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Nevada Today

Nevada Today is a nonpartisan, independently owned and operated site dedicated to providing up-to-date news and smart analysis on the issues that impact Nevada's communities and businesses.

Alt EnergyClimate Change

Buffett Must Save The Tortoise To Save The Climate

Gemini project area

On one-hand  Warren Buffet’s NV-Energy mega solar farm must content with environmental challenges common to development in desert environments. On the other-hand the solar projects offsets emissions from carbon-based energy generation.

The Bureau of Land Management (BLM) identified a series of environmental challenges to Buffett’s Gemini Solar Project that his developers must address prior to development 33 miles northeast of Las Vegas and south of the Moapa River Indian Reservation.

Gemini desert area

The construction of a photo-voltaic power plant generating approximately 690-megawatt (MWAC) of power on roughly 7,100 acres of BLM administered desert land has environmental pros and cons.

The United States Department of Interior, Bureau of Land Management, Resource Management Plan and Environmental Impact Statement for the Gemini Solar Project,[i] identified 30 existing or planned projects in the Gemini Solar development area. Taken together the cumulative environmental effects include:

  • Impacts on surface and groundwater systems including soil
    Hydrographic Basins impacted by Gemini project

    destabilization and erosion and water connectivity disruptions downstream. Groundwater impacts could occur if on-site groundwater pumping were utilized to supply construction and operational water needs.

Surface hydro-logic features in the project area include intermittent and ephemeral stream channels or drainage and alluvial fans. Surface grading and removal of vegetation would disturb these surface water features, disrupt flows in ephemeral stream channels, and alter drainage patterns.

Additional Impacts include (1) increased risks of flooding on site and downstream from increased surface flows to the major washes; and (2) impacts on water quality, primarily from transport of sediments (but also from dust), and also due to potential chemical releases from equipment or herbicides.

  • The Project would impact vegetation, habitat and wildlife. Plants removed by the roots may never or take a century to recovery.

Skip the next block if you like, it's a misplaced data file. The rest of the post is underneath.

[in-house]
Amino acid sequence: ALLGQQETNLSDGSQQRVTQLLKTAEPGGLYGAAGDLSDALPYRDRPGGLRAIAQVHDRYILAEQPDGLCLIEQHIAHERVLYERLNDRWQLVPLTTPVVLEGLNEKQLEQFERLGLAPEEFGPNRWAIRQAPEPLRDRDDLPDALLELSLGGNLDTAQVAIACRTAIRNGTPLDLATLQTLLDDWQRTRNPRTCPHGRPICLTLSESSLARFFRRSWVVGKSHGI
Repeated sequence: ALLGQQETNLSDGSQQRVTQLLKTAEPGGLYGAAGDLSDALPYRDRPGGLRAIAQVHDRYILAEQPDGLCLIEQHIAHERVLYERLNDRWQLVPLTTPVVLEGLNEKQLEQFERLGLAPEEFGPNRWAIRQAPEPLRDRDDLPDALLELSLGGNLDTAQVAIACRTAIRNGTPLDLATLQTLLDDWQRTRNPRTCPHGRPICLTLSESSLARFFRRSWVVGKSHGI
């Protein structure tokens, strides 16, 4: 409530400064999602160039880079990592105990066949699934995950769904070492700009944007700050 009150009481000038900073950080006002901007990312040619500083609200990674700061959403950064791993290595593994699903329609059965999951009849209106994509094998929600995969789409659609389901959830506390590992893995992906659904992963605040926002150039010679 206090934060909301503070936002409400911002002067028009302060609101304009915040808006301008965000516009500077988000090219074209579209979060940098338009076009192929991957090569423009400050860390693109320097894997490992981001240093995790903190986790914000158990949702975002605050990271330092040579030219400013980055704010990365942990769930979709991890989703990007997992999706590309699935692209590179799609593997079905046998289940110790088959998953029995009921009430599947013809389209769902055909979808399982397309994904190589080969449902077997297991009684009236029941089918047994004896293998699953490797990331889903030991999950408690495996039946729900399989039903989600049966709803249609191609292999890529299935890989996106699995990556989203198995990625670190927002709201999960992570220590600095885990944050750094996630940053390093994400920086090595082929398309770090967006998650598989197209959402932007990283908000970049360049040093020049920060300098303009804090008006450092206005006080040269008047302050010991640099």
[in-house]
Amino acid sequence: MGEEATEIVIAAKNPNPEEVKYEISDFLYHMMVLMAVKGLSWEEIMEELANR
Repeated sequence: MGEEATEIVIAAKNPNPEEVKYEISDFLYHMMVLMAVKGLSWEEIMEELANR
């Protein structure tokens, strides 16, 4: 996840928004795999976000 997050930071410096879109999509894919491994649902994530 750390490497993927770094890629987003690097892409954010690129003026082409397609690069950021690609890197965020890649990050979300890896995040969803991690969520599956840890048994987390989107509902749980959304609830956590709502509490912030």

Habitat disturbance and direct injury or mortality to individuals from contact with construction equipment and/or project facilities and equipment is likely. The fencing around the Project could block the free movement of any wildlife that cannot fit through or under the fence.  Impacts on the movements of large game species would be minimal since such species rarely use the Project site.Construction activities could result in the direct injury or death of nesting birds and their egg Bird collisions with construction equipment, transmission lines, and facility lighting is likely.

The only federally threatened, endangered, or candidate species known or with potential to occur in the project area is the Mojave Desert tortoise.The Mojave Desert tortoise is listed as federally threatened under the Endangered Species. The BLM identified up to 215 adult tortoises and 900 or more juveniles that would be lost during construction and operation of the project as there is no area where the tortoises could be relocated.

  • Climate Change. Worker vehicles traveling to and from the site and those conducting maintenance activities would emit some pollutant Some emissions from the testing and use of generators could occur but would be minimal. he project.

Overall solar facilities could offset emissions from carbon-based energy generation.


[i] United States Department of Interior, Bureau of Land Management, Resource Management Plan Amendment and Environmental Impact Statement for the Gemini Solar Project, Final, December 27, 2019

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About Author

Michael McGreer Mesquite, Nevada
Dr. Michael Manford McGreer is managing editor of and writes on issues that impact public policy.

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